“…The daff is especially popular in Sufi music (where often it is the only instrument used…..” 

Forat Fadil

Daff is a generic word for a frame drum in Arabic, and local varieties may have different names like Mazhar in Syria/Egypt or Bendir in North Africa.

The daff has a circular wooden frame ranging from 12 inches in diameter for smaller instruments to 24 inches and more on larger instruments. The frame can be about 4 inches deep for small diameters, and 2-3 inches deep for larger diameters. The skin is traditionally goat, deer, or another natural skin, and is permanently glued to the frame, while modern daff-s have plastic skin, and are tunable.

The daff is especially popular in Sufi music (where often it is the only instrument used to accompany singing) and is also used in classical, folk, and pop genres to achieve a bigger rhythm section.

The Middle East frame drum is one of the oldest musical instruments dated more than 3000 years (Doubleday 105). The oldest existing writing one of the most valid references is Psalms of the Prophet David, which stated that praise him (God) with daff and dancing (970-1010 BC) (daff). Moreover, there are many epigraphs around the world demonstrating the pictures of women playing frame drums more than men. The frame drum has an interesting history covering three thousand years. It was used by nomads for making different sounds in order to hunt animals.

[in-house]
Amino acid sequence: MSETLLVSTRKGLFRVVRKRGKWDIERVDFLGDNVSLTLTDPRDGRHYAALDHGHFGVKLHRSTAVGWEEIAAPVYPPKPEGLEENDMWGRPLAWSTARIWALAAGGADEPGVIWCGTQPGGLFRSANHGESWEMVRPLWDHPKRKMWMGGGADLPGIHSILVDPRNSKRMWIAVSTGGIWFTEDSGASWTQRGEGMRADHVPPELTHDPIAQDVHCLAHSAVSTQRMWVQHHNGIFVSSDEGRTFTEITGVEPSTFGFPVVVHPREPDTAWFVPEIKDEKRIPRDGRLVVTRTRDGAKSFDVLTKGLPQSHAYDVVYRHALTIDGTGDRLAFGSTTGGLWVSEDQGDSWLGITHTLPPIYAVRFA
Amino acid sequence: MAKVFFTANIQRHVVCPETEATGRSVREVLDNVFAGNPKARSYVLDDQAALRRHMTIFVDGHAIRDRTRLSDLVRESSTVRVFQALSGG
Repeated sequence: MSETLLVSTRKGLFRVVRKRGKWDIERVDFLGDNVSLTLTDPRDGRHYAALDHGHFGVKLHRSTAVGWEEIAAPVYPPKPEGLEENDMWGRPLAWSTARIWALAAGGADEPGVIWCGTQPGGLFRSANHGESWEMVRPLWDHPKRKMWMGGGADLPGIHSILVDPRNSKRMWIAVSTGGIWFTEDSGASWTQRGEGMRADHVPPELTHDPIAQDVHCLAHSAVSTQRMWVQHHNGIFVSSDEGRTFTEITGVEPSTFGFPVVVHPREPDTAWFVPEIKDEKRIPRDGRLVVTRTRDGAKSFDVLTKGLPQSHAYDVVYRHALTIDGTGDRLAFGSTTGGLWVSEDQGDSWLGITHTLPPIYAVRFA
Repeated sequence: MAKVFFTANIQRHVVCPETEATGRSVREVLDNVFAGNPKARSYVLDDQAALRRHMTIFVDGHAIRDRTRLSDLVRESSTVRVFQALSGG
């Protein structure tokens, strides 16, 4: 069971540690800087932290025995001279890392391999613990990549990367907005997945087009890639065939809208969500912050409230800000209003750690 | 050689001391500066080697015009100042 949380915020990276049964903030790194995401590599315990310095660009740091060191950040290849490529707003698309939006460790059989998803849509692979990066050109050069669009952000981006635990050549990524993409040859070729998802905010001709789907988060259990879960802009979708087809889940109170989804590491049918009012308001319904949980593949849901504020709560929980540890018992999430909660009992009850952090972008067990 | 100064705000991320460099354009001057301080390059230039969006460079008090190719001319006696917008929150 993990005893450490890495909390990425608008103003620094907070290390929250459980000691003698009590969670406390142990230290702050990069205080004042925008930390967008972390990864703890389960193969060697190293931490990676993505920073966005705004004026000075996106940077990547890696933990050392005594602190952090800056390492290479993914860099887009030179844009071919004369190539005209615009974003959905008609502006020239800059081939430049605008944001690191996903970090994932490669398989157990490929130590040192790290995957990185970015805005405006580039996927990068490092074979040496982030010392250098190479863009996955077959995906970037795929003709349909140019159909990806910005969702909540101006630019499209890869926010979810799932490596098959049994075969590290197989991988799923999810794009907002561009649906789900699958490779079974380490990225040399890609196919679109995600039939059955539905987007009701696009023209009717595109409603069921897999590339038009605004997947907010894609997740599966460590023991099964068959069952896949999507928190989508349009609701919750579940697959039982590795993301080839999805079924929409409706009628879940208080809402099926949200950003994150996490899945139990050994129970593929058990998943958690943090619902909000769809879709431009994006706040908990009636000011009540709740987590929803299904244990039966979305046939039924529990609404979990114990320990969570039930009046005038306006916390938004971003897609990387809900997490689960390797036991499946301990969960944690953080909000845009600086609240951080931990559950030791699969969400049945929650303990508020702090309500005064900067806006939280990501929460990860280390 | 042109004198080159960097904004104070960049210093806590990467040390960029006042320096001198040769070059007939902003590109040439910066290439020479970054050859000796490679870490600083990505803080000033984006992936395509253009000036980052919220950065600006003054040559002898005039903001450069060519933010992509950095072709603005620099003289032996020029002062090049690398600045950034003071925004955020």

About the history of frame drums Doubleday stated, ”Artifacts from Mesopotamia (Iraq) from c.3000 B.C.E. show both men and women playing the drums … Babylonian statuettes from c.2000 B.C.E. show men and women playing “small frame drums”, and the carved fragment of a bowl dated c.2100 B.C.E. shows a male drummer beating an extremely large frame drum … frame drums were (also) featured in religious ceremonies and parades.“. According to her, “The Middle East frame drum is portable, played with the bare hands, and features in a wide variety of musical settings.

 As a generic type, it is single-headed. Its frame is of variable size, usually round, and sometimes modified with percussive additions (bells, rings, chains, cymbals, metal discs). Its skin may be painted (Eve and sheep`s skins make the best sound),” she also stated,” the most common names are duff (principally applied in Arabia and Western regions), daff/def (Turkey, Iran and further east), daireh/daira/doria (Middle East and Central Asia), and tar (Arabia). Other terms might be tof (Hebrew), mazhar, riqq and ghirbal (arabic), and bendir (North Africa).”(101-102). The Iranian frame drum (daff) comes from Kurdistan which is separated from Iran, Syria, Iraq, and Turkey. Daff can be made in various sizes with different weights to ease carrying it for women and men. Depending on whether the player is right-handed or left-handed, daff is played on the left or the right side of his/her body respectively, and it should not be in front of their face. Not only holding daff in a proper position, but also proper sitting posture, correct counting, and playing with euphoric and pleasant sounds are important. These are the basic four rules of playing it.

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